2 Inverse-S discounting behaviour

This section provides the preference conditions of inverse-S discounting behaviour. For clarity of presentation, we employ the timed outcome framework (Fishburn and Rubinstein 1982). A timed outcome is an ordered pair \((t,x)\in {\mathbb {R}}_{+}^{2}\), interpreted as receiving outcome x and time t and zero consumption otherwise. We assume a dynamic preference \(\left\{ \succcurlyeq _{d}\right\} _{d\in {\mathbb {R}}_{+}}\) over timed outcomes that is represented by discounted utility. That is, for all \(d\in {\mathbb {R}}_{+}\) , \(\succcurlyeq _{d}\) is represented by \((t,x)\mapsto D(t-d)u(x),\) with \(u:{\mathbb {R}}_{+}\rightarrow {\mathbb {R}}\) a utility function for outcomes with \(u(0)=0\), and \(D:{\mathbb {R}}_{+}\rightarrow {\mathbb {R}}\) a strictly decreasing and continuous discount function with \(D(0)=1\) and \(\lim _{t\rightarrow \infty }D(t)=0\). If \(\left\{ \succcurlyeq _{d}\right\} _{d\in {\mathbb {R}}_{+}}\) is represented by discounted utility (Du), then it can be equivalently represented by \(({\tilde{D}},{\tilde{u}})\) if and only if there are \(a,b>0\) such that \({\tilde{D}}=D^{a}\) and \({\tilde{u}}=bu^{a}\). Exponential discounting holds if preferences are represented by discounted utility and, further, there is a constant \(\delta \in (0,1)\) such that \(D(t)=\delta ^{t}\) for all \(t\geqslant 0\).

A key property of exponential discounting is stationarity. Preferences satisfy stationarity if, for all \((x,s),(y,t)\in {\mathbb {R}}_{+}^{2}\) and \(\Delta \geqslant \max \{-s,-t\}\) we have \((s,x)\succcurlyeq _{0}(t,y)\) if and only if \((s+\Delta ,x)\succcurlyeq _{0}(t+\Delta ,y)\). Stationarity characterises the behaviour of a decision-maker who exhibits a constant level of impatience. The first preference suggests that improving outcome x to y is insufficient to compensate for the additional waiting time \((t-s)\). If a common delay increment \(\Delta \) is added to both outcomes, a decision-maker with constant impatience will continue to report that the outcome improvement is insufficient to compensate for the additional waiting time \((t-s)\).

It is well-known that violations of the stationarity axiom will occur if a decision-maker is present-biased. For example, a decision-maker may be unwilling to wait when comparing \((\text{ now },\pounds \text {100})\) and \((\text{2 } \text{ weeks },\pounds \text {110})\), but willing to wait when considering \(\text{(52 } \text{ weeks },\pounds \text {100})\) and \((\text{54 } \text{ weeks },\pounds \text {110})\). Present bias is a special case of decreasing impatience. We are interested in characterising the preferences of a decision-maker who exhibits both increasing and decreasing impatience. The following pattern is a potential (double) violation of stationarity:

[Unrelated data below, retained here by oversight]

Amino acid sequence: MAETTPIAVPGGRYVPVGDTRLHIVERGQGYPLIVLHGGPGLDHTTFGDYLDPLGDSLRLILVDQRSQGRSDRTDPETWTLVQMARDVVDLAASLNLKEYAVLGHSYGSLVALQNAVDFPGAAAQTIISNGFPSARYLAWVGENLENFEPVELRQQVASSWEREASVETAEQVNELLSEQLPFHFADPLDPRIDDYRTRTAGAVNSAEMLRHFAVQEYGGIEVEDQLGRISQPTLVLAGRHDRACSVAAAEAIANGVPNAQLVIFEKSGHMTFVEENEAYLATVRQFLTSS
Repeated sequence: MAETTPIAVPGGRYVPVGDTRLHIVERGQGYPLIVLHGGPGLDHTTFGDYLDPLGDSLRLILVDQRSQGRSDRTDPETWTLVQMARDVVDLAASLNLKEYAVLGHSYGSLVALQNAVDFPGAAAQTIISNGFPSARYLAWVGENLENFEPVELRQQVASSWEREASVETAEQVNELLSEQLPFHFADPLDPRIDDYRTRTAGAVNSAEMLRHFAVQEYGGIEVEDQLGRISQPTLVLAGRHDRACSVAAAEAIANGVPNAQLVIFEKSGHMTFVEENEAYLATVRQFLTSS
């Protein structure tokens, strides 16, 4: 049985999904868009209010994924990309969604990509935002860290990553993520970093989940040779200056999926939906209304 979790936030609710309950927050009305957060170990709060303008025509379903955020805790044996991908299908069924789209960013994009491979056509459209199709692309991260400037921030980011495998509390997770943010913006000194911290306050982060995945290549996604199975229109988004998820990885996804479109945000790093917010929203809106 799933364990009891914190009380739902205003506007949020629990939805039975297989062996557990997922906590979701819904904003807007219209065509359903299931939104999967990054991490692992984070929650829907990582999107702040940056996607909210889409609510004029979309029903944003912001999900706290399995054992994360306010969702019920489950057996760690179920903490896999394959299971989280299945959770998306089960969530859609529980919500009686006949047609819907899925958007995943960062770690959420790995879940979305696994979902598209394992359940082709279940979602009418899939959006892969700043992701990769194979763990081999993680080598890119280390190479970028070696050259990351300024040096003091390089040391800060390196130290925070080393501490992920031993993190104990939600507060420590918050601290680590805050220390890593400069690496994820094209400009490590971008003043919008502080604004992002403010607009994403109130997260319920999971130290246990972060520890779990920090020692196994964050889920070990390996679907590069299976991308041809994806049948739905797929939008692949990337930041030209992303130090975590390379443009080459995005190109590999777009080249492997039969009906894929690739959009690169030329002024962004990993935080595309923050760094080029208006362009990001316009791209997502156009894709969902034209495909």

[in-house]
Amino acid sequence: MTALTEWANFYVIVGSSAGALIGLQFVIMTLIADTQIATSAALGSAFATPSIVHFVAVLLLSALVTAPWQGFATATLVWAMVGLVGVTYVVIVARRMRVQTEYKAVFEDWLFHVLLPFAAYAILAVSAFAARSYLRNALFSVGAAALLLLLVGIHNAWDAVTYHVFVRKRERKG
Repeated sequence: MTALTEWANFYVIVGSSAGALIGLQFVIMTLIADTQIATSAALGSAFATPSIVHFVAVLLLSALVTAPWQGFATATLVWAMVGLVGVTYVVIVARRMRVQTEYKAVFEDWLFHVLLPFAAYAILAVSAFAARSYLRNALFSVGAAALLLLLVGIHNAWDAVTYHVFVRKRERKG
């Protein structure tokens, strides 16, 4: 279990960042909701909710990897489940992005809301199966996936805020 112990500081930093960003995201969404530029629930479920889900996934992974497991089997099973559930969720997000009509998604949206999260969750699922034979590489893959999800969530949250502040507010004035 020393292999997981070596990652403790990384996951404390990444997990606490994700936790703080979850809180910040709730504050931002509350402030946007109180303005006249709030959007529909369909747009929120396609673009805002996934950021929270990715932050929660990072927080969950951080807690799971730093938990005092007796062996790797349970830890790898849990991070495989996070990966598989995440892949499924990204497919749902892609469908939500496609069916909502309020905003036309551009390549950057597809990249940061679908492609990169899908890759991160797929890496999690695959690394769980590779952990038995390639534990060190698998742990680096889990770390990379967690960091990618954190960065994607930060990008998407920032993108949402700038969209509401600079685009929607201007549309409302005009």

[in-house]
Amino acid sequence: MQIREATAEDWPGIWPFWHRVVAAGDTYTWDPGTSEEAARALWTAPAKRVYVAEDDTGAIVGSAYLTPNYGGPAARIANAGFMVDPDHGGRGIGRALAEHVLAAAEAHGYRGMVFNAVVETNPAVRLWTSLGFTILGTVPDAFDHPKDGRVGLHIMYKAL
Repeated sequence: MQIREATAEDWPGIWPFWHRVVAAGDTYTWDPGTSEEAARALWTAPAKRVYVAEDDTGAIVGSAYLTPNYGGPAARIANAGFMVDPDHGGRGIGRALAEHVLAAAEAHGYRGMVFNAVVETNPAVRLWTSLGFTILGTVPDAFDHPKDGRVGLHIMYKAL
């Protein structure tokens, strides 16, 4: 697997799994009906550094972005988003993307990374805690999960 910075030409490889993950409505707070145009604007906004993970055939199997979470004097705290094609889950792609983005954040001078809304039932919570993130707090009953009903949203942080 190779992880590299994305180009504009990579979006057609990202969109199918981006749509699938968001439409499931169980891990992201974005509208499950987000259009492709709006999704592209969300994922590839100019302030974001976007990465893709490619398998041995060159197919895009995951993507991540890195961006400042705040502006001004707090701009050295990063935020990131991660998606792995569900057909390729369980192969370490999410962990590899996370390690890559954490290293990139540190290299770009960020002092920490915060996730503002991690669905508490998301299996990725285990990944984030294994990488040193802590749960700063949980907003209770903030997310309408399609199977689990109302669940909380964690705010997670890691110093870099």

Definition 1

Preferences exhibit the static inverse-S discounting pattern if there exists \(x<y\), \(s<t\), and \(0<\Delta _{1}<\Delta _{2}\), such that
$$\begin{aligned} (s,x)\sim _{0}(t,y),\quad (s+\Delta _{1},x)\succcurlyeq _{0}(t+\Delta _{1},y),\quad \text{ and }\quad (s+\Delta _{2},x)\preccurlyeq _{0}(t+\Delta _{2},y). \end{aligned}$$
Inverse-S discounting describes the behaviour of a decision-maker exhibiting increasing impatience, followed by decreasing impatience. To capture this, we begin with a benchmark indifference \((s,x)\sim _{0}(t,y)\). For this impatient decision-maker, the pain of delaying consumption from time s to time t is precisely offset by the outcome being improved from x to y. Under reasonable monotonicity and continuity assumptions, such an indifference can be found. Now consider a short delay of \(\Delta _{1}\), applied to both outcomes. If the decision-maker’s impatience is increasing, then an improvement \((y-x)\) is no longer sufficient to compensate for the delay \((t-s)\), and \((s+\Delta _{1},x)\succcurlyeq _{0}(t+\Delta _{1},y)\) holds. However, if a longer delay of \(\Delta _{2}\) is applied to both outcomes, to a degree that the decision-maker’s impatience has decreased, then an improvement \((y-x)\) is more than sufficient to compensate for the delay of \((t-s)\), and \((s+\Delta _{2},x)\preccurlyeq _{0}(t+\Delta _{2},y)\) holds.
Although this study is motivated by empirical evidence, it is worth discussing the plausibility of inverse-S behaviour. Present bias is very intuitive. How, then, should we understand the inverse-S pattern? Takeuchi (2011) suggested that inverse-S discounting results from an “extended present”. Rather than taking the “present” as the immediate now, it seems natural to allow for (subjective) non-degenerate periods. The next month, for example. Inverse-S discounting behaviour is a natural manifestation of present bias, once one considers what happens during this extended present. Consider the following example of inverse-S discounting behaviour: